Christ’s College Cambridge
The toughest job in sport? Over 80 minutes, you run and sprint about 4km talking or shouting most of the time, you are cheered and derided in the same instant by thousands of ardent fans, you have to know tens of übercomplicated laws which have hundreds of permutations, you make around 500 instantaneous decisions, you are responsible for the safety of 30 muscle-bound, aggressive men who are knocking lumps out of each other, you have to appear unflustered and fully in command, and you have to smile occasionally whilst doing it. Refereeing professional rugby is like being in a cauldron, in which you survive on your wits, fitness and adrenalin. Whilst you never feel physically threatened, the modern game means that jobs are on the line and players often feel that winning or losing comes down to your performance. Clubs like NEC Harlequins, Saracens, Bath Rugby and most of the National League One sides are big business. Every trick is employed by coaches and players to get an advantage on the pitch, which means refereeing is a test of character and resolve. You need the skin of an armadillo.
Rowan Kitt, England rugby referee. Born 19 November 1968. Studied for a PGCE at Christ’s College, 1991–1992.
of conduct that protects you from the ugly scenes of referee abuse that one sees in soccer. Players always have time for you and so do most coaches, though not necessarily straight after the final whistle. Actually, I do it for the love of the game and it is a challenge that makes you feel very much alive! My first ever club match was almost my last: I was new to the London Society of Referees and had no official kit, so I used an old, numberless rugby jersey given to me by the Bryanston School coach a couple of years before; I trotted out onto the Old Reedonians pitch to be greeted by funny looks from the home team….I was wearing an Old Reedonians shirt; I got some less funny looks from the opposition as I ran past them to get a spare jersey from my bag. Other strange moments along the way include refereeing HRH Prince William at Eton; getting 8 stitches in a gaping facial wound having been headbutted accidentally during a national league game; and walking in, also accidentally, to the Scotland team’s icebath where they were all sat after the Scotland v. USA Eagles international. Women’s international, that is.
My performance in each match is assessed by an RFU Assessor, my coach, the England referee managers and by the clubs. The DVD of the game is analysed over and over and I am selected for my matches on merit and form. My fitness is ruthlessly assessed at least three times per year, I attend training sessions, participate in conference calls with other referees to swap experiences, and have to watch what I eat and drink very carefully. I spend hours travelling round the country to games, from Plymouth to Leeds. My match fee is well earned, I think!
There are great perks: I have toured South Africa twice, officiated in France, Wales, Czechoslovakia, Scotland and even refereed the Calcutta Clubs Cup Final in Calcutta during a monsoon. I have officiated at Twickenham often, including the Middlesex Sevens live on television, and I have had the honour of refereeing some special players like Jonny Wilkinson and Will Greenwood from England’s World Cup winning team, and the legendary All Black, Zinzan Brooke. I have met some fantastic people including rugby heroes like Ian McGeechan, Dean Richards, Neil Back, Shaun Edwards and Rob It’s a far cry from my experiences as a very average Andrew. player, donning the brown and white Christ’s College jersey towards the end of the game’s amateur era: then, A real highlight, however, was coming to Grange Road you played for your team mates, for the team’s honour, to referee Cambridge University v. London Wasps in both for the love of the game, and nobody’s job was on the 2004 and 2005. I stopped at the Christ’s sports ground en line. The referee was always right even if he was wrong, route for a trip down memory lane and was reminded there was little training (we coached ourselves), and we just how far it is from College! It was an honour to run believed Cuppers matches to be the most important thing out onto the Blues pitch, where I had watched in our lives at that moment. Post-match analysis was internationals like Adrian Davies and Tony Underwood limited to a few drinks in the College bar, before heading play in my day. I managed to chat to David Akinluyi of out for protein-based recovery in the form of a hot meal Christ’s in the bar afterwards. Unfortunately, I had to redat the Cambridge Curry Centre. The club dinner was card a Blues player on the first occasion, but Cambridge riotous in the best traditions of rugby events, enlivened won a thrilling match 19 – 17 in 2005, so I was by the banging on the table by the then President, Dr forgiven…I think. Doug Barker, during the Captain’s report of the season. There are about 60 national referees in England and I am hoping to be next on to the Elite Referee Unit, the top 12 referees in the country, of which the top 6 are fully professional. If someone asks why I referee, I generally reply that it is better than being a football ref, something I would never do! We earn respect from players by our performance on the field, but there is still a crucial code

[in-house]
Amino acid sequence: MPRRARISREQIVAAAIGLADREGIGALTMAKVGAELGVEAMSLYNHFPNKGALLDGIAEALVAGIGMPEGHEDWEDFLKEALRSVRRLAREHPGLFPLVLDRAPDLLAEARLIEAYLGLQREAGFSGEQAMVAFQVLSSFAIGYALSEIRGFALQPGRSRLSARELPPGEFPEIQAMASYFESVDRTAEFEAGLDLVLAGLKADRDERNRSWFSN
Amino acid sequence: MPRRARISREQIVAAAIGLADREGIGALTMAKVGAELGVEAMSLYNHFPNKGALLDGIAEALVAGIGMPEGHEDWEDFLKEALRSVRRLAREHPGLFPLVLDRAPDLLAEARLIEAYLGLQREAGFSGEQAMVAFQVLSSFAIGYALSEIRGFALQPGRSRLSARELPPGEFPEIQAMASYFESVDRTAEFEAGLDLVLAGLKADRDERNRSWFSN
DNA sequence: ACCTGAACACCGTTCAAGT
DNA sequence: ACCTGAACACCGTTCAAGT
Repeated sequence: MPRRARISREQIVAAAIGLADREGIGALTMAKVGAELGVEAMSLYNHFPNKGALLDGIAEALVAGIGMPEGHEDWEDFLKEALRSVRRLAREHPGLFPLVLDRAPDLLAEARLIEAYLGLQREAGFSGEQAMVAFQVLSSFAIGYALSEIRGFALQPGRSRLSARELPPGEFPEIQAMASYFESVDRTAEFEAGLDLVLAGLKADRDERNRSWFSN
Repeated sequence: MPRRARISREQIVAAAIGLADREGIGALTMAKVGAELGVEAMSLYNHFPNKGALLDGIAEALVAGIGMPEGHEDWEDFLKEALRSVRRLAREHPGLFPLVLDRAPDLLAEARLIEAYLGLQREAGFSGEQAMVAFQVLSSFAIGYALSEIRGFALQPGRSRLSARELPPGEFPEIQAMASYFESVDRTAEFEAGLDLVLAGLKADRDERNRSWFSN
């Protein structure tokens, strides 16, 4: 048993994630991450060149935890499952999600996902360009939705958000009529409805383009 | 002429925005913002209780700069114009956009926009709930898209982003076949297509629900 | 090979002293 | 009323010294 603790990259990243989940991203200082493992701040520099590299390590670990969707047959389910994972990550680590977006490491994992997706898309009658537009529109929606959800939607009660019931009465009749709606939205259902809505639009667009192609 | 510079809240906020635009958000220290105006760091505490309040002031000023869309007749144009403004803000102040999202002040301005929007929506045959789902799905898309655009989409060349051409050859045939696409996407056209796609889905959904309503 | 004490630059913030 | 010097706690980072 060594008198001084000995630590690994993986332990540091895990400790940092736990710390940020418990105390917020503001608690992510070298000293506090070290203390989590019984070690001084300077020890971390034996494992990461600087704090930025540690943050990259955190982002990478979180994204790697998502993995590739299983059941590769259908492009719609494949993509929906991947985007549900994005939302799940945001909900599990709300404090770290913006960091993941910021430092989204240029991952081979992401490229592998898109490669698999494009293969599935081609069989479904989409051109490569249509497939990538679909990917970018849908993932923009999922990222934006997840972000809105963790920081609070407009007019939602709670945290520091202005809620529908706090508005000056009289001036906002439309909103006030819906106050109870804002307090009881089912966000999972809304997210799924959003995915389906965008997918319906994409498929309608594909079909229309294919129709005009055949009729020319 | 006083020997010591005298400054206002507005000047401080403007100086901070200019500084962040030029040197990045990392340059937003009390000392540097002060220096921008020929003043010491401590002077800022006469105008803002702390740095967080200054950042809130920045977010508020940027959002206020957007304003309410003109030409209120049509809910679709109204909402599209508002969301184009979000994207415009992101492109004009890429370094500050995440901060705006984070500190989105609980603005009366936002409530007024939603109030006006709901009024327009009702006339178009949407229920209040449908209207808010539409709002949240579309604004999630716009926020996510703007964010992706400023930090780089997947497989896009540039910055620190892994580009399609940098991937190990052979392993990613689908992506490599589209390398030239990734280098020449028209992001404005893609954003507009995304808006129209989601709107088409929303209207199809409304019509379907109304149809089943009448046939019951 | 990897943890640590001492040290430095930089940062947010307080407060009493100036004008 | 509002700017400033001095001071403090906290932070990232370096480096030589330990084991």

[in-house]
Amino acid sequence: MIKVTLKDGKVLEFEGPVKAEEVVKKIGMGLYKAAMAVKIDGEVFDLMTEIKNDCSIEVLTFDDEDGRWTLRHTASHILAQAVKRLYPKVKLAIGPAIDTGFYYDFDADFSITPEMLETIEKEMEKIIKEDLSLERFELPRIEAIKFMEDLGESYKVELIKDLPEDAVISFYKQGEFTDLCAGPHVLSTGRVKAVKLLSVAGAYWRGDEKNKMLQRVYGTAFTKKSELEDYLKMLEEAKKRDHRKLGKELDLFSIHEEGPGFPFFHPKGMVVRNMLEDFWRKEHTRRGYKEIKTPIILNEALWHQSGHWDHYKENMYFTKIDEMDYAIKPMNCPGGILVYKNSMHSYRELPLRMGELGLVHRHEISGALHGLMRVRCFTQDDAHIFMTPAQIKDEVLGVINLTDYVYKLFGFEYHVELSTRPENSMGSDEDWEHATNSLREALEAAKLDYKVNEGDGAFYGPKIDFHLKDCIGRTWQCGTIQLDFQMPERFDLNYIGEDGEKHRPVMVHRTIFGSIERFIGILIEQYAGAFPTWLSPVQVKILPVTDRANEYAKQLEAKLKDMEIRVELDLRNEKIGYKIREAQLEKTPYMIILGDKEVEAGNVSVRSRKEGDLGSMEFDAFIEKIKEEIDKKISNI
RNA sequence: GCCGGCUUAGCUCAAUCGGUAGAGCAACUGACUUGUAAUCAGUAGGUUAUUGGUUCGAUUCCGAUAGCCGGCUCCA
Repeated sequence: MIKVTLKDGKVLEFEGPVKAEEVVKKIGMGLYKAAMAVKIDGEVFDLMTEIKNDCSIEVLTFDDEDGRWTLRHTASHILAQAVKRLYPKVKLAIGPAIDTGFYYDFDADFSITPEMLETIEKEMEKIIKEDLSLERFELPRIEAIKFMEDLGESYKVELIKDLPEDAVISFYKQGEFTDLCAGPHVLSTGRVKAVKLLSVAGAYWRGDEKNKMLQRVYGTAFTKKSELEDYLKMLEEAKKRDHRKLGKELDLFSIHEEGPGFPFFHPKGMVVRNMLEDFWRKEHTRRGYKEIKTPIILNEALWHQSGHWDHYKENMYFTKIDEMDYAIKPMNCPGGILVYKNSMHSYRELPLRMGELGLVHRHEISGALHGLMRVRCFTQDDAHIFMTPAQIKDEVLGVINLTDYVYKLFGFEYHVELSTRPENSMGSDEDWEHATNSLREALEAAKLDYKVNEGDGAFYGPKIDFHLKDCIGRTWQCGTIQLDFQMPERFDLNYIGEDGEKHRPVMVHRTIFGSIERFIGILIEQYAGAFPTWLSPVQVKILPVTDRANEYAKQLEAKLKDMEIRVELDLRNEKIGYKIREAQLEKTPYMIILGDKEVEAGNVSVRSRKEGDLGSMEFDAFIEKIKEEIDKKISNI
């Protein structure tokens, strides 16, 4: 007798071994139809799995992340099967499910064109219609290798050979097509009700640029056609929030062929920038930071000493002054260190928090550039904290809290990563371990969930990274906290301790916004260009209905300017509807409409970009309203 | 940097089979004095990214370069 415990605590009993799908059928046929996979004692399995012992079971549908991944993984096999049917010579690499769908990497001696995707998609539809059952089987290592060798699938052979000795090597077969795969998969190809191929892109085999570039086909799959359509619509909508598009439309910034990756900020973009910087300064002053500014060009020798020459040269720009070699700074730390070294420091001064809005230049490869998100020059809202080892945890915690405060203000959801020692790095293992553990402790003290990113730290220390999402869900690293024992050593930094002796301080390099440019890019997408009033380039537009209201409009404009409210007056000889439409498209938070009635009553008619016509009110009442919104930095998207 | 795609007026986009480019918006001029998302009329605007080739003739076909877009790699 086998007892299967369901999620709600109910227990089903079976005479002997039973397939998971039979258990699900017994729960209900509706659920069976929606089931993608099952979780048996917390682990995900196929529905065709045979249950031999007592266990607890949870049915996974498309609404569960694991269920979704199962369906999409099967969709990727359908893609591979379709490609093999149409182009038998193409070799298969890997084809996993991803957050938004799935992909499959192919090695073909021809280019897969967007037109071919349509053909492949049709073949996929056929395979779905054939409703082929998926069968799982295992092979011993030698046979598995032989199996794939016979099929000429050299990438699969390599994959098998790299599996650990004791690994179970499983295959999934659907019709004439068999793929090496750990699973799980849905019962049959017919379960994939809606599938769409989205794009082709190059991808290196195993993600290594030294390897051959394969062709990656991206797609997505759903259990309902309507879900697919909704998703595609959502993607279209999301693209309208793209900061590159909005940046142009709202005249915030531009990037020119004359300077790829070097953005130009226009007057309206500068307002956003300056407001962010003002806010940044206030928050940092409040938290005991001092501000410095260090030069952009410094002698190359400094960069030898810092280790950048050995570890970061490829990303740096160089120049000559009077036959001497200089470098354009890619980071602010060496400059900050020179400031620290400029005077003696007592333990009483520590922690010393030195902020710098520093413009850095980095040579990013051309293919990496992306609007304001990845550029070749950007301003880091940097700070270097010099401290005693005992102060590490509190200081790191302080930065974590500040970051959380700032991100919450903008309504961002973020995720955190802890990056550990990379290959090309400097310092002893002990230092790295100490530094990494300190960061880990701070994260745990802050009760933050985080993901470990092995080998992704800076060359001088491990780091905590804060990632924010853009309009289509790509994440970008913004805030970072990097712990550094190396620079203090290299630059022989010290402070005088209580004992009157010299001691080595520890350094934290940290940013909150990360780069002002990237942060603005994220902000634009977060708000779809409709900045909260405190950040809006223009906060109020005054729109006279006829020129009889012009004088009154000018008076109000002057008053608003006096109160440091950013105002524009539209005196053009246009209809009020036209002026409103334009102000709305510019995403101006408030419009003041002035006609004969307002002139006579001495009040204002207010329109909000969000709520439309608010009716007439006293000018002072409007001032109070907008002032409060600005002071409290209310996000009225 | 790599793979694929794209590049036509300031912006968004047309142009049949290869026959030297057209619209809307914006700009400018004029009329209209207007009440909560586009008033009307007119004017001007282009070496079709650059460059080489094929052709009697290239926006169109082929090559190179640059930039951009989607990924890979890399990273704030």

Taught history at Bryanston, Charterhouse and now at North London Collegiate School. Referees Guinness league, National League One and junior international rugby.
Christ's College Pieces Issue 10